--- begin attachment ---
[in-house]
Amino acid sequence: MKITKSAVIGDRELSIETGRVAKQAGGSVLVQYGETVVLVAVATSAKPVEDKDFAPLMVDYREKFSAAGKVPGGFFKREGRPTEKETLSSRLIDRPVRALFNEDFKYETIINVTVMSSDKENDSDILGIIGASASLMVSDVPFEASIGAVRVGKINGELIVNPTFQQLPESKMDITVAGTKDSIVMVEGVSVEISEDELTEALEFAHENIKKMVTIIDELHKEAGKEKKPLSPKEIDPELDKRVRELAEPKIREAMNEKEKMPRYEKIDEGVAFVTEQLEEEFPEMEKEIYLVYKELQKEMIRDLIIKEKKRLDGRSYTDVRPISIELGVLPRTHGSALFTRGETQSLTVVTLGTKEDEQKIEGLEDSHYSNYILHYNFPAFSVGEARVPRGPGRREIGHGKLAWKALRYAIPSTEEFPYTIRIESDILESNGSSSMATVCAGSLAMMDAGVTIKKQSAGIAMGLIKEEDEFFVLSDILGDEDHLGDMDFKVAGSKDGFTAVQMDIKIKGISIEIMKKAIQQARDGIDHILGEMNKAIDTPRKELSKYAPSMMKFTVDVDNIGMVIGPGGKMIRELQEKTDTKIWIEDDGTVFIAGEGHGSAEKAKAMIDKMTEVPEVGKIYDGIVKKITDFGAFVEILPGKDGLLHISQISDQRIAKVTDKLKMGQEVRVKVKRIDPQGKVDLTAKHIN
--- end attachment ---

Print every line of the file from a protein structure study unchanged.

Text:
[in-house]
Amino acid sequence: MKITKSAVIGDRELSIETGRVAKQAGGSVLVQYGETVVLVAVATSAKPVEDKDFAPLMVDYREKFSAAGKVPGGFFKREGRPTEKETLSSRLIDRPVRALFNEDFKYETIINVTVMSSDKENDSDILGIIGASASLMVSDVPFEASIGAVRVGKINGELIVNPTFQQLPESKMDITVAGTKDSIVMVEGVSVEISEDELTEALEFAHENIKKMVTIIDELHKEAGKEKKPLSPKEIDPELDKRVRELAEPKIREAMNEKEKMPRYEKIDEGVAFVTEQLEEEFPEMEKEIYLVYKELQKEMIRDLIIKEKKRLDGRSYTDVRPISIELGVLPRTHGSALFTRGETQSLTVVTLGTKEDEQKIEGLEDSHYSNYILHYNFPAFSVGEARVPRGPGRREIGHGKLAWKALRYAIPSTEEFPYTIRIESDILESNGSSSMATVCAGSLAMMDAGVTIKKQSAGIAMGLIKEEDEFFVLSDILGDEDHLGDMDFKVAGSKDGFTAVQMDIKIKGISIEIMKKAIQQARDGIDHILGEMNKAIDTPRKELSKYAPSMMKFTVDVDNIGMVIGPGGKMIRELQEKTDTKIWIEDDGTVFIAGEGHGSAEKAKAMIDKMTEVPEVGKIYDGIVKKITDFGAFVEILPGKDGLLHISQISDQRIAKVTDKLKMGQEVRVKVKRIDPQGKVDLTAKHIN